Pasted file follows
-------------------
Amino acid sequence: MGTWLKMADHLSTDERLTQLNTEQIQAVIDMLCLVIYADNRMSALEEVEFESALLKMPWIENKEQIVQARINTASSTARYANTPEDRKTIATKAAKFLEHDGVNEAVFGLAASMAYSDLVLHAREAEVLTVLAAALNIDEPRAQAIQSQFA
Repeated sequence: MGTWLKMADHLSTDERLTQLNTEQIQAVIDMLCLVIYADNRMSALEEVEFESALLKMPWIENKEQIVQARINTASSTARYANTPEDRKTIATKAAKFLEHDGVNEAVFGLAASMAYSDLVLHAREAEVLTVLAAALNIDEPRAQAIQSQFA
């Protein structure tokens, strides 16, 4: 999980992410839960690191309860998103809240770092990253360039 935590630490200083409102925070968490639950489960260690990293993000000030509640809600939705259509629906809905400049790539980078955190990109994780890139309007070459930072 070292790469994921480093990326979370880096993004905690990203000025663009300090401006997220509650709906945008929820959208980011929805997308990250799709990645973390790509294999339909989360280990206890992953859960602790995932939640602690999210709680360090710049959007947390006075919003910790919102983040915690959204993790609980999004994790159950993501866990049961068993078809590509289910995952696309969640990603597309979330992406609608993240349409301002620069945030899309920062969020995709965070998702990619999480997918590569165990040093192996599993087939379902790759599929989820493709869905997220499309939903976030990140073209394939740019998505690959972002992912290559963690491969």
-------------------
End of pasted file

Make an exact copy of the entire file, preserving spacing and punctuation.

Amino acid sequence: MGTWLKMADHLSTDERLTQLNTEQIQAVIDMLCLVIYADNRMSALEEVEFESALLKMPWIENKEQIVQARINTASSTARYANTPEDRKTIATKAAKFLEHDGVNEAVFGLAASMAYSDLVLHAREAEVLTVLAAALNIDEPRAQAIQSQFA
Repeated sequence: MGTWLKMADHLSTDERLTQLNTEQIQAVIDMLCLVIYADNRMSALEEVEFESALLKMPWIENKEQIVQARINTASSTARYANTPEDRKTIATKAAKFLEHDGVNEAVFGLAASMAYSDLVLHAREAEVLTVLAAALNIDEPRAQAIQSQFA
């Protein structure tokens, strides 16, 4: 999980992410839960690191309860998103809240770092990253360039 935590630490200083409102925070968490639950489960260690990293993000000030509640809600939705259509629906809905400049790539980078955190990109994780890139309007070459930072 070292790469994921480093990326979370880096993004905690990203000025663009300090401006997220509650709906945008929820959208980011929805997308990250799709990645973390790509294999339909989360280990206890992953859960602790995932939640602690999210709680360090710049959007947390006075919003910790919102983040915690959204993790609980999004994790159950993501866990049961068993078809590509289910995952696309969640990603597309979330992406609608993240349409301002620069945030899309920062969020995709965070998702990619999480997918590569165990040093192996599993087939379902790759599929989820493709869905997220499309939903976030990140073209394939740019998505690959972002992912290559963690491969």